As we continue to celebrate the 50th anniversary of the Second Vatican Council, it’s important to take stock of what it has meant for the People of God and Christ’s continued incarnational presence in the world. One of the areas which has been most fruitfully developed in the wake of the council is that of ecumenism, the bridge-building efforts within Christianity. Prime among these efforts is the strengthening of the relationship between the Catholic and Orthodox branches of Christ’s church, and their shared treasury of witness to the Risen Lord.
Serious scholarly studies have made clear that the “Great Schism” which took place between the Western and Eastern communities of disciples in 1054 A.D. stemmed from a variety and confluence of complex causes: theological, social, historical and psychological.
Fierce debates over the Filioque (“and the Son”) clause being added to the creed to explain the spiration/procession of the Holy Spirit, acrimonious accusations surrounding practical concerns like liturgical use of leavened versus unleavened bread, and the Western crusaders’ despicable behavior during the Sack of Constantinople, all left horrible scars which are not fully healed even a millennium later.
But perhaps more than any other issue, differing interpretations of the Petrine office and the Bishop of Rome’s spiritual, juridical and (eventually) temporal governance, contributed to the hardening of hearts and minds against one another. The ecclesiological situation remains a scandal and wound for the church that Christ explicitly prayed “may be one, as the Father and Son are one” (cf. Jn 17).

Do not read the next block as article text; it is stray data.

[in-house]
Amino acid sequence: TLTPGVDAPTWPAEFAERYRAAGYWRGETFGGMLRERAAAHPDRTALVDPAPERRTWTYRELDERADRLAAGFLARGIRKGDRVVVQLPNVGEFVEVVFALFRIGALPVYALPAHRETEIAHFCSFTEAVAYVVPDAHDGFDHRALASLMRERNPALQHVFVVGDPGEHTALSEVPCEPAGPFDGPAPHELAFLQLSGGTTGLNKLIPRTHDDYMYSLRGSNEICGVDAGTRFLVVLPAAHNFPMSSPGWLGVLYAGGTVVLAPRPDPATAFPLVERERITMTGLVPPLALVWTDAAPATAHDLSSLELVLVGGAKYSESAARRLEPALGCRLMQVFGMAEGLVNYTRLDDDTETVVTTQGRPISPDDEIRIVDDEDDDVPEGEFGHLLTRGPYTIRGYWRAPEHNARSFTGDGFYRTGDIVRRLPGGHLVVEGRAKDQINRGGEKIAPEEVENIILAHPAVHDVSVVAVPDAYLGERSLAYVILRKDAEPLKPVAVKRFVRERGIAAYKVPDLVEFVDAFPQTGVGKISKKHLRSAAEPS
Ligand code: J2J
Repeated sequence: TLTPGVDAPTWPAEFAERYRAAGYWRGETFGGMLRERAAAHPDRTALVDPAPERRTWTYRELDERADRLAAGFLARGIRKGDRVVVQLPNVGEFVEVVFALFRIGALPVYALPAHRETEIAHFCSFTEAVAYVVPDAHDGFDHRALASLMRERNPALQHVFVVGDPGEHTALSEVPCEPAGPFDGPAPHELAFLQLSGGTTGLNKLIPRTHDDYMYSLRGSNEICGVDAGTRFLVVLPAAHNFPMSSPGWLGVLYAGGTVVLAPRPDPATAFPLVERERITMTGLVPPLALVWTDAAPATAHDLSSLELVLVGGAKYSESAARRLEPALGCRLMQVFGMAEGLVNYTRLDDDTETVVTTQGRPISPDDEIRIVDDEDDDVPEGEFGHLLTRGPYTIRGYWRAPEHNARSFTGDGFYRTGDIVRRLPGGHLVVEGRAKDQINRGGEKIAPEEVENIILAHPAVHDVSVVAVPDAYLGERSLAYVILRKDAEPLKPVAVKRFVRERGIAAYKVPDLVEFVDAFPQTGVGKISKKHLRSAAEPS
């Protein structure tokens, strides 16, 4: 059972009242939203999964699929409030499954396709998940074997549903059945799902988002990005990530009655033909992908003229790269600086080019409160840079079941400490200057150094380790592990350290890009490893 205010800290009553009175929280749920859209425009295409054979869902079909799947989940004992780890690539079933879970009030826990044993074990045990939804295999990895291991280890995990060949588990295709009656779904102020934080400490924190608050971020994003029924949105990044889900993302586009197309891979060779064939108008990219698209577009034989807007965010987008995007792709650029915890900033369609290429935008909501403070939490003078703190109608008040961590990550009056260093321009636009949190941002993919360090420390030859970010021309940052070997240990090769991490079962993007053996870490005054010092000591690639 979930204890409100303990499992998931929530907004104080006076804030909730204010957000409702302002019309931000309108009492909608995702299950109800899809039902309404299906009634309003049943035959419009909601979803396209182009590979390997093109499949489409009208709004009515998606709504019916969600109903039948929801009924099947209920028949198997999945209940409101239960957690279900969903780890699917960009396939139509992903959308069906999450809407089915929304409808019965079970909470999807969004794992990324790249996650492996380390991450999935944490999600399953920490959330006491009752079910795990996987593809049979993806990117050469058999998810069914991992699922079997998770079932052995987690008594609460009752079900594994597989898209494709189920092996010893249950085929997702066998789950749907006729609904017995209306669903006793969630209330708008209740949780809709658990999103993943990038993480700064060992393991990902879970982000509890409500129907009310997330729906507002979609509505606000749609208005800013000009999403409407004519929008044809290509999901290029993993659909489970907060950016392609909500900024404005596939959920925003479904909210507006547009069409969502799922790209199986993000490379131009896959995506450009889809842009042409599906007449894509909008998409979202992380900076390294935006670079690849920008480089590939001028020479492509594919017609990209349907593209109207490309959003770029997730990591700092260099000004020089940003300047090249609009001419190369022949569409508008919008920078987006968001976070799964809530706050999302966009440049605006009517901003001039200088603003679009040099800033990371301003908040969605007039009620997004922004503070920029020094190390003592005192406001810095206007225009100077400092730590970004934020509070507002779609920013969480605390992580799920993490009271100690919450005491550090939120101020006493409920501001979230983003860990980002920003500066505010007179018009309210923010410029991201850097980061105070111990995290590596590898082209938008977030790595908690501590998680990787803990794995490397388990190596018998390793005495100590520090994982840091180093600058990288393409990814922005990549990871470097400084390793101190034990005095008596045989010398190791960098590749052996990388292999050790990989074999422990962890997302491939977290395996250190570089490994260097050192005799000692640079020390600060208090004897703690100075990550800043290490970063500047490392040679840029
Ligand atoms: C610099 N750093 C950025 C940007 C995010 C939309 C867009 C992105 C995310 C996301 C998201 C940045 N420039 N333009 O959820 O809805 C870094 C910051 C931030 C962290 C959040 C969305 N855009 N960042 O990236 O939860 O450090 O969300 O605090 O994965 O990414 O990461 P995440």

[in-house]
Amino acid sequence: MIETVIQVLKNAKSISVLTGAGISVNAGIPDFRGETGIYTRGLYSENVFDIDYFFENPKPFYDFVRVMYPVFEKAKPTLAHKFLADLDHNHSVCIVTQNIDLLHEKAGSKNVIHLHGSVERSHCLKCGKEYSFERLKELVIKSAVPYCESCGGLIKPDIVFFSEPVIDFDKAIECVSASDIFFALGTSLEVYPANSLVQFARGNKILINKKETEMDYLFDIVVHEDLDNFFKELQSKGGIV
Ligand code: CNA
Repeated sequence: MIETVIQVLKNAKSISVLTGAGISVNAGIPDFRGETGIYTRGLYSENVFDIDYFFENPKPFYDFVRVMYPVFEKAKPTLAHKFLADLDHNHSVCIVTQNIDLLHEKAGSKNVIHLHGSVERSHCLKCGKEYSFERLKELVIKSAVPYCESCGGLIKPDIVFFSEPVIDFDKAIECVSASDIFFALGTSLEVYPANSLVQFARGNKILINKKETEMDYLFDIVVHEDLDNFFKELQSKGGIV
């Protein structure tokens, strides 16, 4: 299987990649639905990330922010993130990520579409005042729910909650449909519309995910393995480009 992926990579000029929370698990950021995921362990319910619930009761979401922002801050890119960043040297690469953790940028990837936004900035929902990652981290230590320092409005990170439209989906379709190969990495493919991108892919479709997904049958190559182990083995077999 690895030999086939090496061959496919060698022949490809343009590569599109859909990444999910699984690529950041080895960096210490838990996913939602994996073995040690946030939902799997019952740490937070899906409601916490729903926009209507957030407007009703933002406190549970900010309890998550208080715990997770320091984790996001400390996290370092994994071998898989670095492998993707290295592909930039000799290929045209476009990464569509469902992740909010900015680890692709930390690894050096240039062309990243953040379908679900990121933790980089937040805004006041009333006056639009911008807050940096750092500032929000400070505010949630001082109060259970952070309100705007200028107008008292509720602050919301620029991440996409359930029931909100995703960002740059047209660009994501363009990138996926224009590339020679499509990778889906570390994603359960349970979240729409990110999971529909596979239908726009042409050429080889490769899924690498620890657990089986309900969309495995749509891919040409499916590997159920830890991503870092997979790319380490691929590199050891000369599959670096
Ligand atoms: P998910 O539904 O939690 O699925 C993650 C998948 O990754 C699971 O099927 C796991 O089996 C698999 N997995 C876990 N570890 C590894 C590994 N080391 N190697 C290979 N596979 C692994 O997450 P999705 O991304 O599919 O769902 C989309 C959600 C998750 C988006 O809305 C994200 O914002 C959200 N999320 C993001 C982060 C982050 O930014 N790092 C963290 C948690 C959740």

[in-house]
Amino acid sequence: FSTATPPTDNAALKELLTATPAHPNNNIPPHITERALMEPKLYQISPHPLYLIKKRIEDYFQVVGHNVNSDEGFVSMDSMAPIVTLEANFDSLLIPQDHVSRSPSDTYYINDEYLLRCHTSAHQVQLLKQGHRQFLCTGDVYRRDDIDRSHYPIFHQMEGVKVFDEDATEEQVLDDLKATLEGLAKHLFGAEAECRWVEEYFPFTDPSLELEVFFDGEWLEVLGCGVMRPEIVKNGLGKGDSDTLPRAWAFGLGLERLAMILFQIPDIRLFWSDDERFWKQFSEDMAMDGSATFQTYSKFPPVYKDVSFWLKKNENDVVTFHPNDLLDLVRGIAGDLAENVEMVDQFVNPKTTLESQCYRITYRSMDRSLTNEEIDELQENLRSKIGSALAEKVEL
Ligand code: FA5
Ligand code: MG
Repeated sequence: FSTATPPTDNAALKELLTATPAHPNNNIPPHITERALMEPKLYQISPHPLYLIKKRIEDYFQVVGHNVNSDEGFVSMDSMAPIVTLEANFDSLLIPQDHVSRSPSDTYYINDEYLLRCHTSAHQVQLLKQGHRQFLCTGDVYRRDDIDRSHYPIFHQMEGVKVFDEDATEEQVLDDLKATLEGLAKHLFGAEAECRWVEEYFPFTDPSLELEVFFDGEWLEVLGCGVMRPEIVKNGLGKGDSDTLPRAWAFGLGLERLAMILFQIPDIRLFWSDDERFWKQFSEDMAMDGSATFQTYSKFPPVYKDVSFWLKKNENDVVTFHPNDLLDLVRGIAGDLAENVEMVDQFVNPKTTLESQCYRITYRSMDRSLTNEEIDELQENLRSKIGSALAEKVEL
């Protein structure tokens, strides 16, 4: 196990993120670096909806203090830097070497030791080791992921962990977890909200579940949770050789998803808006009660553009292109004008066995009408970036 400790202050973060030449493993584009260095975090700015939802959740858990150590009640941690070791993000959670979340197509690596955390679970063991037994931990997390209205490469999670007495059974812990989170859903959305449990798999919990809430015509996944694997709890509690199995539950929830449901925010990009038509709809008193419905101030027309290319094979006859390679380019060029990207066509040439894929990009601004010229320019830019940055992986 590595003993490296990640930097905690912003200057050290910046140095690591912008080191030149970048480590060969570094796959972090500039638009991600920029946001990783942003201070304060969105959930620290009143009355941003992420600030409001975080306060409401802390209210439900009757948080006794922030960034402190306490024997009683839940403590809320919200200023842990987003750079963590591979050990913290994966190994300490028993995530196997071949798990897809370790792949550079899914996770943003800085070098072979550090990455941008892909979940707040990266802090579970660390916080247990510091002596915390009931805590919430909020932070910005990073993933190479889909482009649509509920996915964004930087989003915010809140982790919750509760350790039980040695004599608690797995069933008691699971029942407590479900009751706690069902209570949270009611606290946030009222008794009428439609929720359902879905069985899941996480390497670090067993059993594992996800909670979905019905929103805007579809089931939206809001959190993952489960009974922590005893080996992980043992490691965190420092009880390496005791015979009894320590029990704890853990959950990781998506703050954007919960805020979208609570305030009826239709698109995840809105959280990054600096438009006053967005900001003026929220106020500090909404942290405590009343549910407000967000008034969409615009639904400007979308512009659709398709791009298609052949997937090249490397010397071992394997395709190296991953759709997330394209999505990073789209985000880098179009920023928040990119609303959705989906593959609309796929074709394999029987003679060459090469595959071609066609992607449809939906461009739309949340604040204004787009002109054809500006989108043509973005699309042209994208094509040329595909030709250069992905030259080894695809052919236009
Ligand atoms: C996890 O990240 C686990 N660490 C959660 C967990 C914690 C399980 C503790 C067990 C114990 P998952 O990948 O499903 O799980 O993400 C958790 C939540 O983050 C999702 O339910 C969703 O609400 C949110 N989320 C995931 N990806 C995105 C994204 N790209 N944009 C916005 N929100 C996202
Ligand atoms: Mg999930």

Yet the thawing of relations which took place in the 1950s, 60s and 70s, continues to inch us closer toward the church being able to once again breathe with both lungs, as Pope John Paul II famously put it. The monumental efforts of Pope John XXIII in inviting Orthodox observers to the council, and in Pope Paul VI’s returning relics (like those of Saints Saba, Titus, Andrew and Mark) to their rightful homes were matched in the “dialogue of love” by the opening of the Eastern Patriarchs, like Athenagoras and Dimitrios, toward their sister church in thought, prayer and deed.
Pope Francis recently added his own striking gesture to this tradition of exchange, humbly asking for a blessing and bowing to be fraternally kissed on the crown of his head by Patriarch Bartholomew at the conclusion of a shared doxology service in Turkey.
We are not on the verge of full reconciliation, despite these efforts, not only of Francis, but of his collaborators and immediate predecessors as well, all of whom insist that the relationship with the East is a serious priority.
Serious issues remain. But the re-envisioning of what a united church, and the pope’s role within it, could look like — whether it employs the language of primus inter pares (first among equals) or some other re-ordering of the Roman Church’s synodal relationship with the others in the original Pentarchy (Rome, Jerusalem, Constantinople, Antioch and Alexandria) — remains to be fully worked out by theologians on both sides of the divide.
John Paul II called for help from any interested parties in this project of rethinking the papal office in his important encyclical Ut Unum Sint. When read in juxtaposition with Pius XI’s Mortalium Animos, and even more so some of the writings of Pius IX, documents which were products of their cultural eras and mindsets, it becomes clear just how far-reaching the recent popes have been in their thinking on potential paths forward and how far we have come in our quest for unity.
This is by no means an insignificant conversation (and potential mutual “conversion” in heart and intellect), considering the fact that there are by most estimates over 300 million Orthodox Christians worldwide. In a time when so many Christians feel under threat from all sorts of quarters, or at the very least believe that the world is in dire need of exhibiting the witness of the Gospel to offer Christ as the answer to both our most ominous fears and our deepest longings, a stronger relationship with the Orthodox can only help that most admirable of causes.
Collingswood native Michael M. Canaris, Ph.D., Pontifical University of St. Thomas (Angelicum), Rome.